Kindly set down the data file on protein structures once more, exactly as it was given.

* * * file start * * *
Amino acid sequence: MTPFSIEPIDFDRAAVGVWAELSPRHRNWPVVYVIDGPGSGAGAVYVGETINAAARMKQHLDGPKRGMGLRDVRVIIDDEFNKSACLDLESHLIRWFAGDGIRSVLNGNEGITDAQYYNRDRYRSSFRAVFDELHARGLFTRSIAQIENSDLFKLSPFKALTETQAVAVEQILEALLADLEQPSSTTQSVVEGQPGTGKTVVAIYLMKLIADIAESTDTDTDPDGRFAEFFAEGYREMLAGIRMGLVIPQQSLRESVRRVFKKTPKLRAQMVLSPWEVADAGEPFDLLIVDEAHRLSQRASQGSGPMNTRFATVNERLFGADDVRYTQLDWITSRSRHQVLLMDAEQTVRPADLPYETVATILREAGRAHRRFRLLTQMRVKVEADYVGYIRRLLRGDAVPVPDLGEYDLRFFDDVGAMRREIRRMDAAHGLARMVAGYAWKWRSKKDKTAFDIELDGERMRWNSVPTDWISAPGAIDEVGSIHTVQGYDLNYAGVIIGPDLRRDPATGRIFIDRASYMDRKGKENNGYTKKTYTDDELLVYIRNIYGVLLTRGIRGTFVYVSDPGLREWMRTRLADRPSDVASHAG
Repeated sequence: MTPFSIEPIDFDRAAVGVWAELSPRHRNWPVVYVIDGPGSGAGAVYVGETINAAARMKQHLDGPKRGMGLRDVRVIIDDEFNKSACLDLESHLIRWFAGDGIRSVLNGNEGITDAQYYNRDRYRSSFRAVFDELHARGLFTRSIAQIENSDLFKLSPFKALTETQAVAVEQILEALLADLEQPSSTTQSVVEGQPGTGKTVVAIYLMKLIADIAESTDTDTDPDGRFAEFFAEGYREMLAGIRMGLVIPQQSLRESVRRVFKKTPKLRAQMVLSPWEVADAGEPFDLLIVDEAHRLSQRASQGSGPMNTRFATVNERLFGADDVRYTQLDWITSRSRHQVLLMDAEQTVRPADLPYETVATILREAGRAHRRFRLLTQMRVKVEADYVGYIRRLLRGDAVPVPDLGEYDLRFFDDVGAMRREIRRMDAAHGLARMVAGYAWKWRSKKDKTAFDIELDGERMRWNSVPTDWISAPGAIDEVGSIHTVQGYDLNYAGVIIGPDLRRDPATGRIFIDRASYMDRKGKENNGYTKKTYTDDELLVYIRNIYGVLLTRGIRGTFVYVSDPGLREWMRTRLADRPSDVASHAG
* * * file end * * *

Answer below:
Amino acid sequence: MTPFSIEPIDFDRAAVGVWAELSPRHRNWPVVYVIDGPGSGAGAVYVGETINAAARMKQHLDGPKRGMGLRDVRVIIDDEFNKSACLDLESHLIRWFAGDGIRSVLNGNEGITDAQYYNRDRYRSSFRAVFDELHARGLFTRSIAQIENSDLFKLSPFKALTETQAVAVEQILEALLADLEQPSSTTQSVVEGQPGTGKTVVAIYLMKLIADIAESTDTDTDPDGRFAEFFAEGYREMLAGIRMGLVIPQQSLRESVRRVFKKTPKLRAQMVLSPWEVADAGEPFDLLIVDEAHRLSQRASQGSGPMNTRFATVNERLFGADDVRYTQLDWITSRSRHQVLLMDAEQTVRPADLPYETVATILREAGRAHRRFRLLTQMRVKVEADYVGYIRRLLRGDAVPVPDLGEYDLRFFDDVGAMRREIRRMDAAHGLARMVAGYAWKWRSKKDKTAFDIELDGERMRWNSVPTDWISAPGAIDEVGSIHTVQGYDLNYAGVIIGPDLRRDPATGRIFIDRASYMDRKGKENNGYTKKTYTDDELLVYIRNIYGVLLTRGIRGTFVYVSDPGLREWMRTRLADRPSDVASHAG
Repeated sequence: MTPFSIEPIDFDRAAVGVWAELSPRHRNWPVVYVIDGPGSGAGAVYVGETINAAARMKQHLDGPKRGMGLRDVRVIIDDEFNKSACLDLESHLIRWFAGDGIRSVLNGNEGITDAQYYNRDRYRSSFRAVFDELHARGLFTRSIAQIENSDLFKLSPFKALTETQAVAVEQILEALLADLEQPSSTTQSVVEGQPGTGKTVVAIYLMKLIADIAESTDTDTDPDGRFAEFFAEGYREMLAGIRMGLVIPQQSLRESVRRVFKKTPKLRAQMVLSPWEVADAGEPFDLLIVDEAHRLSQRASQGSGPMNTRFATVNERLFGADDVRYTQLDWITSRSRHQVLLMDAEQTVRPADLPYETVATILREAGRAHRRFRLLTQMRVKVEADYVGYIRRLLRGDAVPVPDLGEYDLRFFDDVGAMRREIRRMDAAHGLARMVAGYAWKWRSKKDKTAFDIELDGERMRWNSVPTDWISAPGAIDEVGSIHTVQGYDLNYAGVIIGPDLRRDPATGRIFIDRASYMDRKGKENNGYTKKTYTDDELLVYIRNIYGVLLTRGIRGTFVYVSDPGLREWMRTRLADRPSDVASHAG